Unless someone is living under a rock, there is no way that one has not come across the word “Blockchain”. In fact, the word blockchain seems to be a buzzword for a couple of years. Although there has been a lot of hype about blockchain technology lately. Still, a lot of folks are unaware of what blockchain is and how does it work.
Blockchain is a distributed ledger, meaning that among all peers in the network, a ledger is spread across the network, and each peer has its own copy of the complete ledger. A block in a blockchain is a collection of data. The data is added to the block in the blockchain, by connecting it with other blocks in chronological order, creating a chain of blocks linked together. The first block in the Blockchain is called Genesis Block. Blockchain technology holds the key to the future as it will be replacing the way money is managed, goods are tracked in transit and how ownership of assets is recorded.
Even though this new technology is gaining widespread popularity, there still are many issues that tend to plague the blockchains, including the security issue, decentralization, scaling, speed, and so on. As, many technologists are seeking to use blockchains as a solution for transactions and taking the less critical transactions off-chain or off-line, before adding those transactions to the chain altogether.
Nevertheless, unlike blockchains, when stuff happens off-chain, it is not recorded in a sequence, as it is in blockchains. So, how can a blockchain be synced in order to record new information that has been previously determined by on-chain transactions? Oracles might be holding the key. According to BlockchainHub, an oracle can be defined as:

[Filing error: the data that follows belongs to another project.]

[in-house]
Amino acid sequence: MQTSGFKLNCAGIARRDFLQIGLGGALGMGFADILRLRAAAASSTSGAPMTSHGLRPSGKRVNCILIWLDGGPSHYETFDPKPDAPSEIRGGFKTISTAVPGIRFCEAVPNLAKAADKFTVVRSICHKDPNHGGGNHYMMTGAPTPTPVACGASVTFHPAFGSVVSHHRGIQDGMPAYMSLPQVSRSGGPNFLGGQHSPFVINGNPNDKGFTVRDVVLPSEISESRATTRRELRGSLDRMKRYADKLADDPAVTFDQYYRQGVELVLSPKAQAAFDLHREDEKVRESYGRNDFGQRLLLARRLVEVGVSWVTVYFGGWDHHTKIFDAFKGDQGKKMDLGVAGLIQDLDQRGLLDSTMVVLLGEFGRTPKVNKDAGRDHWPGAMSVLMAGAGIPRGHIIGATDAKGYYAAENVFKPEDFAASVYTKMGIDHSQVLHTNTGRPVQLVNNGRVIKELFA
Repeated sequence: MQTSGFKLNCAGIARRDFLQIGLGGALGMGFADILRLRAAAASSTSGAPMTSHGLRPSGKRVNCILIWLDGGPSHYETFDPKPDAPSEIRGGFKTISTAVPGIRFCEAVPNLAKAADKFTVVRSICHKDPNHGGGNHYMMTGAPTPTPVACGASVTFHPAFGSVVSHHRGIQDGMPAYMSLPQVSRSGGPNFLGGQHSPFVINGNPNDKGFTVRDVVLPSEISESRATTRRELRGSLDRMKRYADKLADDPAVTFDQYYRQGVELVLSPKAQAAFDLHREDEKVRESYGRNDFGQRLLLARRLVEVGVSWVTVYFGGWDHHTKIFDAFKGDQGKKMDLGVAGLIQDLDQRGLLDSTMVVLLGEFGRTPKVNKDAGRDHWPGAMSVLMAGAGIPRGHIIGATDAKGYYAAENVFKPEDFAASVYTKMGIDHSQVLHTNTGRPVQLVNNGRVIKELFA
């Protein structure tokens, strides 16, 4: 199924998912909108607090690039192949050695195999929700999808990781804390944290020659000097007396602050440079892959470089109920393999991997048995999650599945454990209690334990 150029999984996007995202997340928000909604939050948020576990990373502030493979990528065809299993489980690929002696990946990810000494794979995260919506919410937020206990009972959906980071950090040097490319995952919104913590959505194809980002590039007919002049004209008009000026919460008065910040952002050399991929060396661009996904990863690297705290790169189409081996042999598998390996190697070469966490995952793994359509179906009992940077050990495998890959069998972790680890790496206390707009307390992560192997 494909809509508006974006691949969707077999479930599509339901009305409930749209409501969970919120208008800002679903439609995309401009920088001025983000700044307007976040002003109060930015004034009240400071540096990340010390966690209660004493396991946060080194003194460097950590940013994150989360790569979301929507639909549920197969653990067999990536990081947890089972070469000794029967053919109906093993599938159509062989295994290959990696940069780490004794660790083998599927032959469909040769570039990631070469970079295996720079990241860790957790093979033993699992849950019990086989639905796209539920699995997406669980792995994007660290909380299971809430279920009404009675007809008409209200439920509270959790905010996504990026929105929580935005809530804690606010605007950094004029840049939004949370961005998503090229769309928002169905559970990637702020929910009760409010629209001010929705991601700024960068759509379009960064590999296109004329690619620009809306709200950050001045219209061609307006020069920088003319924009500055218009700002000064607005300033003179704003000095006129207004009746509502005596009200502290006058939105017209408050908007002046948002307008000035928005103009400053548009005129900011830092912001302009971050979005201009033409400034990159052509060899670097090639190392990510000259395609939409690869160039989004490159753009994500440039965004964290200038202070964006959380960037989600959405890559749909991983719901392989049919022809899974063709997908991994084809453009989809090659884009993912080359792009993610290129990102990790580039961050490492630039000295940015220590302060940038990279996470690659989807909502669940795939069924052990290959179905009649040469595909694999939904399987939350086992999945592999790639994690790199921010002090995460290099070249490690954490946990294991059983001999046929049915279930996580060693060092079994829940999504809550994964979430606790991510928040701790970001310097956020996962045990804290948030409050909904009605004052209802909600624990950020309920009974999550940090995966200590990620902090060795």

“…an agent that finds and verifies real-world occurrences and submits this information to a blockchain to be used by smart contracts.”
Firstly; for smart contracts and blockchains, Oracle is a way to interact. If blockchains determine one-way streets, then Oracle is the road between off-chain and on-chain events. Off-chain or real-world data is brought by inbound Oracle, while outbound oracle informs about the event that has occurred to an entity from outside the blockchain.
Secondly; before the blockchain technology, the procedure querying was more than enough to bring measuring points into and out of applications from other data sources. As blockchains are sequential and categorical; however, unordered off-chain data points are managed differently.
Lastly; just when it was realized that the role of middlemen is being removed by blockchain, oracles are needed more than ever before. Interestingly, by definition, oracles are the middleware between smart contracts and the real world.